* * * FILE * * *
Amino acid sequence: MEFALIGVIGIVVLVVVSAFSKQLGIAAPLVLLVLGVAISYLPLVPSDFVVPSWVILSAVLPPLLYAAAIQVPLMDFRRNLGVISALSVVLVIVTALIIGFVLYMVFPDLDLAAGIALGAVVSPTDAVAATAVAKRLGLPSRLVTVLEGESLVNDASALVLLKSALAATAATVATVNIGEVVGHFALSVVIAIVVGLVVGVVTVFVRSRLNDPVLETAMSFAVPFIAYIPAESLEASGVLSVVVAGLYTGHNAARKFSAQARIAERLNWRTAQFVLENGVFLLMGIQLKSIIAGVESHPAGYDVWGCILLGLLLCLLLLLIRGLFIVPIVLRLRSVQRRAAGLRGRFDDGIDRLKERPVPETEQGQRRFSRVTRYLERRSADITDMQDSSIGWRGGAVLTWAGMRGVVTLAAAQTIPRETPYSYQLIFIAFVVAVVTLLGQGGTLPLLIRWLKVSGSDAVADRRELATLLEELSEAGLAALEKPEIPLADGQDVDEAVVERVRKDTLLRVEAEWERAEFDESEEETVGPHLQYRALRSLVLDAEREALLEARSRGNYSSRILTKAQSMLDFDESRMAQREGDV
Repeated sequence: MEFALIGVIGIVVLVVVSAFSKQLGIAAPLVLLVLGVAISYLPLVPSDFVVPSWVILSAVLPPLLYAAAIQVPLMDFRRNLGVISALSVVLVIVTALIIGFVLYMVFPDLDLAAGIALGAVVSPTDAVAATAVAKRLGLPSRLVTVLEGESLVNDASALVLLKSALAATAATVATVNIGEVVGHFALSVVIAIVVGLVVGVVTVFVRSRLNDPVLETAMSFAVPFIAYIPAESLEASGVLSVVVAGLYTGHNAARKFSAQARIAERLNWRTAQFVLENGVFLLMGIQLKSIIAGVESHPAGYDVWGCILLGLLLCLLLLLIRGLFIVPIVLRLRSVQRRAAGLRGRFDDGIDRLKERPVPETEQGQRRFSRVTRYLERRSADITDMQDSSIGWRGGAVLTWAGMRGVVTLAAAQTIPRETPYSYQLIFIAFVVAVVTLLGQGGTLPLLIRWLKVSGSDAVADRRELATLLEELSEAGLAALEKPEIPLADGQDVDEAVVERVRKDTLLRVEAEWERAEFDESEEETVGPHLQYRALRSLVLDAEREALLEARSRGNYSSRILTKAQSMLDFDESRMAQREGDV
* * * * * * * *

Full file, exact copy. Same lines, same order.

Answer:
Amino acid sequence: MEFALIGVIGIVVLVVVSAFSKQLGIAAPLVLLVLGVAISYLPLVPSDFVVPSWVILSAVLPPLLYAAAIQVPLMDFRRNLGVISALSVVLVIVTALIIGFVLYMVFPDLDLAAGIALGAVVSPTDAVAATAVAKRLGLPSRLVTVLEGESLVNDASALVLLKSALAATAATVATVNIGEVVGHFALSVVIAIVVGLVVGVVTVFVRSRLNDPVLETAMSFAVPFIAYIPAESLEASGVLSVVVAGLYTGHNAARKFSAQARIAERLNWRTAQFVLENGVFLLMGIQLKSIIAGVESHPAGYDVWGCILLGLLLCLLLLLIRGLFIVPIVLRLRSVQRRAAGLRGRFDDGIDRLKERPVPETEQGQRRFSRVTRYLERRSADITDMQDSSIGWRGGAVLTWAGMRGVVTLAAAQTIPRETPYSYQLIFIAFVVAVVTLLGQGGTLPLLIRWLKVSGSDAVADRRELATLLEELSEAGLAALEKPEIPLADGQDVDEAVVERVRKDTLLRVEAEWERAEFDESEEETVGPHLQYRALRSLVLDAEREALLEARSRGNYSSRILTKAQSMLDFDESRMAQREGDV
Repeated sequence: MEFALIGVIGIVVLVVVSAFSKQLGIAAPLVLLVLGVAISYLPLVPSDFVVPSWVILSAVLPPLLYAAAIQVPLMDFRRNLGVISALSVVLVIVTALIIGFVLYMVFPDLDLAAGIALGAVVSPTDAVAATAVAKRLGLPSRLVTVLEGESLVNDASALVLLKSALAATAATVATVNIGEVVGHFALSVVIAIVVGLVVGVVTVFVRSRLNDPVLETAMSFAVPFIAYIPAESLEASGVLSVVVAGLYTGHNAARKFSAQARIAERLNWRTAQFVLENGVFLLMGIQLKSIIAGVESHPAGYDVWGCILLGLLLCLLLLLIRGLFIVPIVLRLRSVQRRAAGLRGRFDDGIDRLKERPVPETEQGQRRFSRVTRYLERRSADITDMQDSSIGWRGGAVLTWAGMRGVVTLAAAQTIPRETPYSYQLIFIAFVVAVVTLLGQGGTLPLLIRWLKVSGSDAVADRRELATLLEELSEAGLAALEKPEIPLADGQDVDEAVVERVRKDTLLRVEAEWERAEFDESEEETVGPHLQYRALRSLVLDAEREALLEARSRGNYSSRILTKAQSMLDFDESRMAQREGDV